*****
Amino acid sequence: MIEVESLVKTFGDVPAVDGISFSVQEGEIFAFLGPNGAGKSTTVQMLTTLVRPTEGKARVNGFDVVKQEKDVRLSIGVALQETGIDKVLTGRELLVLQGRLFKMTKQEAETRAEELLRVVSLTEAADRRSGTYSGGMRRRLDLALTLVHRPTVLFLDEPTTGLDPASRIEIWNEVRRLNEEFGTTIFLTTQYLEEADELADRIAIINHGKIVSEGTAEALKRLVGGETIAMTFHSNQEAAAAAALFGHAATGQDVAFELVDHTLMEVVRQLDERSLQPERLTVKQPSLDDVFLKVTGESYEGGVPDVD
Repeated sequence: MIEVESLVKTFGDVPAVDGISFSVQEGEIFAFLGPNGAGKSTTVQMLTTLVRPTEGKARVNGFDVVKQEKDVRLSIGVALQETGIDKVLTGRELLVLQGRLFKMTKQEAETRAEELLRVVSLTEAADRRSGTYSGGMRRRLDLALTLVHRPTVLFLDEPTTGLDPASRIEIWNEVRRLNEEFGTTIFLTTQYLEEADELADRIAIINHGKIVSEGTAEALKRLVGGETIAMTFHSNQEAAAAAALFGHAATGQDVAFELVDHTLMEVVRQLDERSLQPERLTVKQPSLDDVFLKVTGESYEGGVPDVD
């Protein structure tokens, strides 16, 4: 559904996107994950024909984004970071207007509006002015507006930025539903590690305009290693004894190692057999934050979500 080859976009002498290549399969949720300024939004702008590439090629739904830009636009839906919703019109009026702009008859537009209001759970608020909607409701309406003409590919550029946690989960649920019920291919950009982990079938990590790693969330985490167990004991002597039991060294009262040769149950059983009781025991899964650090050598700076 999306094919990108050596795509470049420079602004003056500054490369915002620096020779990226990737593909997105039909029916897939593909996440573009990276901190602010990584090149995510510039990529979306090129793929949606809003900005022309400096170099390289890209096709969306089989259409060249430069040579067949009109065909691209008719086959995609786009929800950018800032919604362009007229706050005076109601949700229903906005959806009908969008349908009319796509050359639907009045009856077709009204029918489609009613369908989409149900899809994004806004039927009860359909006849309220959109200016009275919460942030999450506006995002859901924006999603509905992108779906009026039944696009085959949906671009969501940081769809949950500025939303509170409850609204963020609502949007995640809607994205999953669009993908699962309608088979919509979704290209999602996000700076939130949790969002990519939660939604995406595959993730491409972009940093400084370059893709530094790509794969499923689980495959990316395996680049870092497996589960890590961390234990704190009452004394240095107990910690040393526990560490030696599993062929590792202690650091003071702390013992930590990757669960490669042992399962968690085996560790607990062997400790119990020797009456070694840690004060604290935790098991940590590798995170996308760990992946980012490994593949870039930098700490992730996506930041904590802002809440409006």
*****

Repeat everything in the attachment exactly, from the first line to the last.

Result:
Amino acid sequence: MIEVESLVKTFGDVPAVDGISFSVQEGEIFAFLGPNGAGKSTTVQMLTTLVRPTEGKARVNGFDVVKQEKDVRLSIGVALQETGIDKVLTGRELLVLQGRLFKMTKQEAETRAEELLRVVSLTEAADRRSGTYSGGMRRRLDLALTLVHRPTVLFLDEPTTGLDPASRIEIWNEVRRLNEEFGTTIFLTTQYLEEADELADRIAIINHGKIVSEGTAEALKRLVGGETIAMTFHSNQEAAAAAALFGHAATGQDVAFELVDHTLMEVVRQLDERSLQPERLTVKQPSLDDVFLKVTGESYEGGVPDVD
Repeated sequence: MIEVESLVKTFGDVPAVDGISFSVQEGEIFAFLGPNGAGKSTTVQMLTTLVRPTEGKARVNGFDVVKQEKDVRLSIGVALQETGIDKVLTGRELLVLQGRLFKMTKQEAETRAEELLRVVSLTEAADRRSGTYSGGMRRRLDLALTLVHRPTVLFLDEPTTGLDPASRIEIWNEVRRLNEEFGTTIFLTTQYLEEADELADRIAIINHGKIVSEGTAEALKRLVGGETIAMTFHSNQEAAAAAALFGHAATGQDVAFELVDHTLMEVVRQLDERSLQPERLTVKQPSLDDVFLKVTGESYEGGVPDVD
């Protein structure tokens, strides 16, 4: 559904996107994950024909984004970071207007509006002015507006930025539903590690305009290693004894190692057999934050979500 080859976009002498290549399969949720300024939004702008590439090629739904830009636009839906919703019109009026702009008859537009209001759970608020909607409701309406003409590919550029946690989960649920019920291919950009982990079938990590790693969330985490167990004991002597039991060294009262040769149950059983009781025991899964650090050598700076 999306094919990108050596795509470049420079602004003056500054490369915002620096020779990226990737593909997105039909029916897939593909996440573009990276901190602010990584090149995510510039990529979306090129793929949606809003900005022309400096170099390289890209096709969306089989259409060249430069040579067949009109065909691209008719086959995609786009929800950018800032919604362009007229706050005076109601949700229903906005959806009908969008349908009319796509050359639907009045009856077709009204029918489609009613369908989409149900899809994004806004039927009860359909006849309220959109200016009275919460942030999450506006995002859901924006999603509905992108779906009026039944696009085959949906671009969501940081769809949950500025939303509170409850609204963020609502949007995640809607994205999953669009993908699962309608088979919509979704290209999602996000700076939130949790969002990519939660939604995406595959993730491409972009940093400084370059893709530094790509794969499923689980495959990316395996680049870092497996589960890590961390234990704190009452004394240095107990910690040393526990560490030696599993062929590792202690650091003071702390013992930590990757669960490669042992399962968690085996560790607990062997400790119990020797009456070694840690004060604290935790098991940590590798995170996308760990992946980012490994593949870039930098700490992730996506930041904590802002809440409006």